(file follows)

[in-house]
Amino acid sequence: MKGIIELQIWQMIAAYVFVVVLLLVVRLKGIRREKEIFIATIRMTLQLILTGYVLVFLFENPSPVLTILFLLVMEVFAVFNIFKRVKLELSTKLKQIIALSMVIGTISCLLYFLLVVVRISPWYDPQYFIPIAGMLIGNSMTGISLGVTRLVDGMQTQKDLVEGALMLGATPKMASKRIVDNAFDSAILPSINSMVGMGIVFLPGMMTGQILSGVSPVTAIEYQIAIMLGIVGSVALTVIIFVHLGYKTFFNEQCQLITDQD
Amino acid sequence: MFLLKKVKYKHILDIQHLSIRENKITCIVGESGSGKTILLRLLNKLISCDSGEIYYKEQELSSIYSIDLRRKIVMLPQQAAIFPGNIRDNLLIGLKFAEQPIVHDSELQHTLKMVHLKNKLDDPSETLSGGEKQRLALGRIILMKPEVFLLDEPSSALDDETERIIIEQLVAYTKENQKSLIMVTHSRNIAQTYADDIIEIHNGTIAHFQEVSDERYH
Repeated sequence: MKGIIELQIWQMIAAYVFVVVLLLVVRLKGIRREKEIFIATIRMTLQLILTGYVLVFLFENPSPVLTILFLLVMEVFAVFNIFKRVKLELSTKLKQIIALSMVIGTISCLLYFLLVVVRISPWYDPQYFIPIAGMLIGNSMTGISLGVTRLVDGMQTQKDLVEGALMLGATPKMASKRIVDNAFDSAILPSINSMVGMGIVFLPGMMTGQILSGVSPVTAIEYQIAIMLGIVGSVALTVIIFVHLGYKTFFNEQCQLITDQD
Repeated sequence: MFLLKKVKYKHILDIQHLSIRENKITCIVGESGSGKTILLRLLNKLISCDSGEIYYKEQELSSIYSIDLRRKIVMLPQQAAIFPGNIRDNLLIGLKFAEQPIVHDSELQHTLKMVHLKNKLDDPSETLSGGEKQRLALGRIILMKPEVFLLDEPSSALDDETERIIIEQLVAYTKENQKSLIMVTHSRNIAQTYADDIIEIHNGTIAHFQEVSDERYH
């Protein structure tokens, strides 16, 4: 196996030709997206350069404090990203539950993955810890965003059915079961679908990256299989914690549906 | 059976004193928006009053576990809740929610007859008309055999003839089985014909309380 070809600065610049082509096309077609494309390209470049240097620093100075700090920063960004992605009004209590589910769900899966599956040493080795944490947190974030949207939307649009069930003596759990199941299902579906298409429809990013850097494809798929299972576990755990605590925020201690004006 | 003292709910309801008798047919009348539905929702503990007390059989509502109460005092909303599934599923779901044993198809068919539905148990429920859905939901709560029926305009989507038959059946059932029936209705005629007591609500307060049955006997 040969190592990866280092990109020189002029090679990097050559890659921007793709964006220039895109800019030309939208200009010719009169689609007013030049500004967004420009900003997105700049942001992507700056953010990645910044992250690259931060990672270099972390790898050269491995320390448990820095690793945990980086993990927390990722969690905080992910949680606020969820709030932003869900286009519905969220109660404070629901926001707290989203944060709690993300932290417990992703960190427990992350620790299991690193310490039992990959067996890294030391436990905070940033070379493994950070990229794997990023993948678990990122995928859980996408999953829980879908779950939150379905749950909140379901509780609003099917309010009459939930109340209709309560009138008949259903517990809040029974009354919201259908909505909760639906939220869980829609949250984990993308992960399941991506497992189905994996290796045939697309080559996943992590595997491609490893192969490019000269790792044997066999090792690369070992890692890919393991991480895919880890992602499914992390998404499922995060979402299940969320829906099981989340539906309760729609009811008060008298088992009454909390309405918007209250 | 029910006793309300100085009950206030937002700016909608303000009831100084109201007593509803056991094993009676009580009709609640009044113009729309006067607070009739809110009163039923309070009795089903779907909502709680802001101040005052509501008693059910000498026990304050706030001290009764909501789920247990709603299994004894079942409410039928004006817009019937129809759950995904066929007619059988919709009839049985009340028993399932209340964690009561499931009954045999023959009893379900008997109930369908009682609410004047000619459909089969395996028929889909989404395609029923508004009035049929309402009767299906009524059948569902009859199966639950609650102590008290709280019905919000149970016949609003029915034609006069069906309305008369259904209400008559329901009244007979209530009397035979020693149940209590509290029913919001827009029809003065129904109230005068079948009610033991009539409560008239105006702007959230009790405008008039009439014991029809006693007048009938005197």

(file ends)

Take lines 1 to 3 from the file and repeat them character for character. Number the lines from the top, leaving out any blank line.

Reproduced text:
[in-house]
Amino acid sequence: MKGIIELQIWQMIAAYVFVVVLLLVVRLKGIRREKEIFIATIRMTLQLILTGYVLVFLFENPSPVLTILFLLVMEVFAVFNIFKRVKLELSTKLKQIIALSMVIGTISCLLYFLLVVVRISPWYDPQYFIPIAGMLIGNSMTGISLGVTRLVDGMQTQKDLVEGALMLGATPKMASKRIVDNAFDSAILPSINSMVGMGIVFLPGMMTGQILSGVSPVTAIEYQIAIMLGIVGSVALTVIIFVHLGYKTFFNEQCQLITDQD
Amino acid sequence: MFLLKKVKYKHILDIQHLSIRENKITCIVGESGSGKTILLRLLNKLISCDSGEIYYKEQELSSIYSIDLRRKIVMLPQQAAIFPGNIRDNLLIGLKFAEQPIVHDSELQHTLKMVHLKNKLDDPSETLSGGEKQRLALGRIILMKPEVFLLDEPSSALDDETERIIIEQLVAYTKENQKSLIMVTHSRNIAQTYADDIIEIHNGTIAHFQEVSDERYH